The Council for Scientific and Industrial Research (CSIR) has developed and patented two technology methods to immobilise and stabilise enzymes for use in industrial processes.
CSIR biosciences enzyme technologies group research fellow Dr Dean Brady says that enzymes are favourable for use in processing as waste from enzyme reactions is biodegradable. Enzymes are used in bio- processing, which includes the making of foods and beverages, agroprocessing, and biocatalysis, which uses enzymes as catalysts in synthetic reactions for pharmaceuticals and other chemicals.
Enzymes are typically stabilised on bulky particulate resins, which is not optimal for volumetric productivity, says Brady.
The spherezyme method involves enzyme self-immobilisation. “We wanted to produce stabilised enzymes because they are not
naturally tough,” says Brady.
The spherezyme technology has been developed in collaboration with BioPAD and licensed to a local biotechnology company, ZA Biotech. CEO Dr Bob Gordon is exploring commercial application opportunities for the technology. BioPAD is a biotechnology regional innovation centre established by the Department of Science and Technology.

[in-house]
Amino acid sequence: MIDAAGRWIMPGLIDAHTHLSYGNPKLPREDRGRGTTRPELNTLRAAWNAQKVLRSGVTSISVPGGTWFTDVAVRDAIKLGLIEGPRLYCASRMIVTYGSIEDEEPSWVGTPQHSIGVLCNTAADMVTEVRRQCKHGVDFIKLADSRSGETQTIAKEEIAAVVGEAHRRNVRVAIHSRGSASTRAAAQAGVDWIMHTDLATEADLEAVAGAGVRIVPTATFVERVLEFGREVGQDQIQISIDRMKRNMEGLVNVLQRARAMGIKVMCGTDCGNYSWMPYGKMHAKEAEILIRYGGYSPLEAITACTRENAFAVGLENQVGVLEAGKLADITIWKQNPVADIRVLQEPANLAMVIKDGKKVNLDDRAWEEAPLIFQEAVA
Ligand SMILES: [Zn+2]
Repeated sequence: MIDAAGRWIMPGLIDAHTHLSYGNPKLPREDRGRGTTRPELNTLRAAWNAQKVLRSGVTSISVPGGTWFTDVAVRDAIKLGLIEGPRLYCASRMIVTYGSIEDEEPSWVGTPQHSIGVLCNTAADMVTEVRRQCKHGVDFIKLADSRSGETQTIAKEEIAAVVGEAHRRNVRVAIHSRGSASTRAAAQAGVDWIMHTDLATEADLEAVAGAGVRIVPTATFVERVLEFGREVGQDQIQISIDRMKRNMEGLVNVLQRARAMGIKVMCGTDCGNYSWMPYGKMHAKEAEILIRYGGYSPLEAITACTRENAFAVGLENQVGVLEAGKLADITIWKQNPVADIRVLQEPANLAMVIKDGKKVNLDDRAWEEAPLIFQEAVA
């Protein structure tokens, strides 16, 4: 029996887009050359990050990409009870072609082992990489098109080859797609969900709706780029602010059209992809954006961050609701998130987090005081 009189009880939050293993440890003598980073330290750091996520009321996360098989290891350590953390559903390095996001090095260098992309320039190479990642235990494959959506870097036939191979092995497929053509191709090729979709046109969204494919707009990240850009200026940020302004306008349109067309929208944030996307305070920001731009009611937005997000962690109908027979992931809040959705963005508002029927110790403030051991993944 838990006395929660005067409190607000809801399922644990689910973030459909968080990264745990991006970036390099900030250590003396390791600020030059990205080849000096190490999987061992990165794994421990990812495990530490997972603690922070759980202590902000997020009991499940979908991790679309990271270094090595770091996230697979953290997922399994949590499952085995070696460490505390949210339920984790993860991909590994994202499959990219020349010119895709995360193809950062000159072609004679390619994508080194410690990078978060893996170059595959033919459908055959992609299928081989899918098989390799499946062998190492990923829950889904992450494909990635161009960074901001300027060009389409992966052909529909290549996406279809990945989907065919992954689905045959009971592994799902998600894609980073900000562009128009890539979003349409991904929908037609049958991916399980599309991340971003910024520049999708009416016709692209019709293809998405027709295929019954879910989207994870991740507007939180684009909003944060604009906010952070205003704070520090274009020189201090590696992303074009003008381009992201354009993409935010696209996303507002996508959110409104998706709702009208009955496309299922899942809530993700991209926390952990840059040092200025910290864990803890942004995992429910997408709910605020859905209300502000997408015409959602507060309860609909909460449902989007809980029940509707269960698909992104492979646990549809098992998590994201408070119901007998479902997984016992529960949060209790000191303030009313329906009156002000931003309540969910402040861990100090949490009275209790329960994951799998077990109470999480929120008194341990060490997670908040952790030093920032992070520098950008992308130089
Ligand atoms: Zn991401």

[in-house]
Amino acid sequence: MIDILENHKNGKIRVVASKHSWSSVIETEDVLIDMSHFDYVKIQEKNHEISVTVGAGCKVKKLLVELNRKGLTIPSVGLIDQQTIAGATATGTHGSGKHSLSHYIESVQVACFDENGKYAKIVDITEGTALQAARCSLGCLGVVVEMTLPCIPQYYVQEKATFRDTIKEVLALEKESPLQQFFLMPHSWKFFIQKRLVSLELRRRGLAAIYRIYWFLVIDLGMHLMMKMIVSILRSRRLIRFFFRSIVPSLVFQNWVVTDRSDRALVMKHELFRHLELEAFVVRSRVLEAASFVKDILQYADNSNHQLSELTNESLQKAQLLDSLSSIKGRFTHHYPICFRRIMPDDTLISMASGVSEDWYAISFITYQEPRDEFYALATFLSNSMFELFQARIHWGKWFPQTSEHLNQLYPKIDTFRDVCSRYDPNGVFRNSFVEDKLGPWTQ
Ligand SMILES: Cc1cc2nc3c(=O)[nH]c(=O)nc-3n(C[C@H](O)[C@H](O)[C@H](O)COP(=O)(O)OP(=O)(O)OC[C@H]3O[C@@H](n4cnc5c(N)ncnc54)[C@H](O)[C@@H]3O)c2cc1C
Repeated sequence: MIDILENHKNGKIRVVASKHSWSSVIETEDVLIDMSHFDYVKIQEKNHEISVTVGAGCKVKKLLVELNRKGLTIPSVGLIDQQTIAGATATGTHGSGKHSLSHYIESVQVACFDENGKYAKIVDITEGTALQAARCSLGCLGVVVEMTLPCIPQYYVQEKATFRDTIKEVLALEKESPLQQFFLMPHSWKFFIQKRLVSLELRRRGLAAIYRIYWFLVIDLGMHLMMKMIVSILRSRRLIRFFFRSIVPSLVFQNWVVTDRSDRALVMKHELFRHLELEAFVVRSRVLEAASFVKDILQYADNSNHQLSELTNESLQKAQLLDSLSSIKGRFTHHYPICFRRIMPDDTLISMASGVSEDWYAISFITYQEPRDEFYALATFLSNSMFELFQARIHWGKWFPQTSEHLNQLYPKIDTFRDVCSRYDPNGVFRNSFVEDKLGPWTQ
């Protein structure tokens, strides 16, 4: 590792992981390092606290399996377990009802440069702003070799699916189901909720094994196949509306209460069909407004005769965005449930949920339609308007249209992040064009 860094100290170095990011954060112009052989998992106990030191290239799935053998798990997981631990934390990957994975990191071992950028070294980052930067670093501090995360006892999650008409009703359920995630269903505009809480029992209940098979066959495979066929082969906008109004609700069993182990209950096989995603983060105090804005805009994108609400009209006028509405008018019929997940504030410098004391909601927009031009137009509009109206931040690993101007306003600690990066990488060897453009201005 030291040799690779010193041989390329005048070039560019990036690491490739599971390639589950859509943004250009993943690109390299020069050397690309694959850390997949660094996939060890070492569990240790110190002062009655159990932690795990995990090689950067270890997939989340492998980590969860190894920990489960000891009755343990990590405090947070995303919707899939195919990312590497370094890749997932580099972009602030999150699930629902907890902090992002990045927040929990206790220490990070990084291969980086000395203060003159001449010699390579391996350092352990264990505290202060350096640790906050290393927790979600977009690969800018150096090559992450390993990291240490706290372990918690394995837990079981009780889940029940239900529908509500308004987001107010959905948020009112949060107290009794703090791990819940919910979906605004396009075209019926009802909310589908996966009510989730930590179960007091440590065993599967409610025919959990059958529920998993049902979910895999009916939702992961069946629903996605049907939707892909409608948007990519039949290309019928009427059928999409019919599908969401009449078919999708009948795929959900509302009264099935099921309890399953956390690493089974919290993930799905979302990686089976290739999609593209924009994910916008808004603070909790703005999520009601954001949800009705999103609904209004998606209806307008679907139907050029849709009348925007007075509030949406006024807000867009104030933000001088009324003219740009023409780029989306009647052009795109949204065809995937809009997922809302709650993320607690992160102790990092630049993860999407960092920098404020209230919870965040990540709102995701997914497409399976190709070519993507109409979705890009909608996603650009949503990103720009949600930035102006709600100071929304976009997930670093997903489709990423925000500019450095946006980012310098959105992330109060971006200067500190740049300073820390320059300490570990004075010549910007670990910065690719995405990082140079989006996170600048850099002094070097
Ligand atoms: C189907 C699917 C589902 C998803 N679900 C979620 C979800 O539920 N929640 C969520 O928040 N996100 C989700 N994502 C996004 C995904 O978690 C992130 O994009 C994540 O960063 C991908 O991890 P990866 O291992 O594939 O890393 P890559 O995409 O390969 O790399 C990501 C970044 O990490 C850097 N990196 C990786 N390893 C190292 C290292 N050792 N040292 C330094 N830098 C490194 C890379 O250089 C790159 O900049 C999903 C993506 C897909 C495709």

CSIR synthetic biology molecular biomaterials research group leader Dr Justin Jordaan says that the technologies developed through this research make the enzymes robust for industrial use. A complementary invention from this team is dendrispheres, a polymer matrix that can be used variously as a support for microbes, enzymes, or other proteins. Jordaan says that the dendrisphere is a support material that can provide exceptional levels of binding.